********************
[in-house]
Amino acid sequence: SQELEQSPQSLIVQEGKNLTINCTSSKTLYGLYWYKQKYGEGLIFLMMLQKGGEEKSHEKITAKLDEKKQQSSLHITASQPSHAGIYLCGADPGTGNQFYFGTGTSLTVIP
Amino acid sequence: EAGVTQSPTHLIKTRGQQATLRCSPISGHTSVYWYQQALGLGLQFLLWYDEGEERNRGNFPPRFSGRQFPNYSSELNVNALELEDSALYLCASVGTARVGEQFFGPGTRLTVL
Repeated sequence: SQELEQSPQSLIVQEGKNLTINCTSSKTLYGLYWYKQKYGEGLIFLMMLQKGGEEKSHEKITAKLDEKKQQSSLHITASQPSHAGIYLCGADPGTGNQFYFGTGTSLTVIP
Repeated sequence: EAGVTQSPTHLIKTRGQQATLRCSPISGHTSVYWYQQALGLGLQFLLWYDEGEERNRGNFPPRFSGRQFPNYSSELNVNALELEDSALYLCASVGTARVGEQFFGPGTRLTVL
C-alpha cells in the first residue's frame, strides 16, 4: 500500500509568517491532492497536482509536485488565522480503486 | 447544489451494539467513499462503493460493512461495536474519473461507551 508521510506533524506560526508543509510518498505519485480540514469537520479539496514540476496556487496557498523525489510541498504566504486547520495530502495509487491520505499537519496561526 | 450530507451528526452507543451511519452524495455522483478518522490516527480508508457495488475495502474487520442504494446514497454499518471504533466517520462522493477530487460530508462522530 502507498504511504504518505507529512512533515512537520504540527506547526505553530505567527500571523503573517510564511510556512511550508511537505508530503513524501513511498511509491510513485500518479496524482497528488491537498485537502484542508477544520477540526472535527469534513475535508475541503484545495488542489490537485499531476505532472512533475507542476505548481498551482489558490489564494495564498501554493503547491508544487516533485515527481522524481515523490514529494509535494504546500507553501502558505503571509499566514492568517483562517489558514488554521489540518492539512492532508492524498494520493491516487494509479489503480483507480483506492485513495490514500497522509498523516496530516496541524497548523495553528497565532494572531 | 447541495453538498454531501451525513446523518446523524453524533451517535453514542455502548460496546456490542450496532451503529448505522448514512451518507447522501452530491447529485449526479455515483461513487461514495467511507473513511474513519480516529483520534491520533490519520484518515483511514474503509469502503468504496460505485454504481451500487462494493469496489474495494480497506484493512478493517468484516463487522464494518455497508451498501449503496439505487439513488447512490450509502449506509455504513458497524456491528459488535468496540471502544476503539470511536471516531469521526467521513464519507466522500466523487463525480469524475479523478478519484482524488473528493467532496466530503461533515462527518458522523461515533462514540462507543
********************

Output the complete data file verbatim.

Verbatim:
[in-house]
Amino acid sequence: SQELEQSPQSLIVQEGKNLTINCTSSKTLYGLYWYKQKYGEGLIFLMMLQKGGEEKSHEKITAKLDEKKQQSSLHITASQPSHAGIYLCGADPGTGNQFYFGTGTSLTVIP
Amino acid sequence: EAGVTQSPTHLIKTRGQQATLRCSPISGHTSVYWYQQALGLGLQFLLWYDEGEERNRGNFPPRFSGRQFPNYSSELNVNALELEDSALYLCASVGTARVGEQFFGPGTRLTVL
Repeated sequence: SQELEQSPQSLIVQEGKNLTINCTSSKTLYGLYWYKQKYGEGLIFLMMLQKGGEEKSHEKITAKLDEKKQQSSLHITASQPSHAGIYLCGADPGTGNQFYFGTGTSLTVIP
Repeated sequence: EAGVTQSPTHLIKTRGQQATLRCSPISGHTSVYWYQQALGLGLQFLLWYDEGEERNRGNFPPRFSGRQFPNYSSELNVNALELEDSALYLCASVGTARVGEQFFGPGTRLTVL
C-alpha cells in the first residue's frame, strides 16, 4: 500500500509568517491532492497536482509536485488565522480503486 | 447544489451494539467513499462503493460493512461495536474519473461507551 508521510506533524506560526508543509510518498505519485480540514469537520479539496514540476496556487496557498523525489510541498504566504486547520495530502495509487491520505499537519496561526 | 450530507451528526452507543451511519452524495455522483478518522490516527480508508457495488475495502474487520442504494446514497454499518471504533466517520462522493477530487460530508462522530 502507498504511504504518505507529512512533515512537520504540527506547526505553530505567527500571523503573517510564511510556512511550508511537505508530503513524501513511498511509491510513485500518479496524482497528488491537498485537502484542508477544520477540526472535527469534513475535508475541503484545495488542489490537485499531476505532472512533475507542476505548481498551482489558490489564494495564498501554493503547491508544487516533485515527481522524481515523490514529494509535494504546500507553501502558505503571509499566514492568517483562517489558514488554521489540518492539512492532508492524498494520493491516487494509479489503480483507480483506492485513495490514500497522509498523516496530516496541524497548523495553528497565532494572531 | 447541495453538498454531501451525513446523518446523524453524533451517535453514542455502548460496546456490542450496532451503529448505522448514512451518507447522501452530491447529485449526479455515483461513487461514495467511507473513511474513519480516529483520534491520533490519520484518515483511514474503509469502503468504496460505485454504481451500487462494493469496489474495494480497506484493512478493517468484516463487522464494518455497508451498501449503496439505487439513488447512490450509502449506509455504513458497524456491528459488535468496540471502544476503539470511536471516531469521526467521513464519507466522500466523487463525480469524475479523478478519484482524488473528493467532496466530503461533515462527518458522523461515533462514540462507543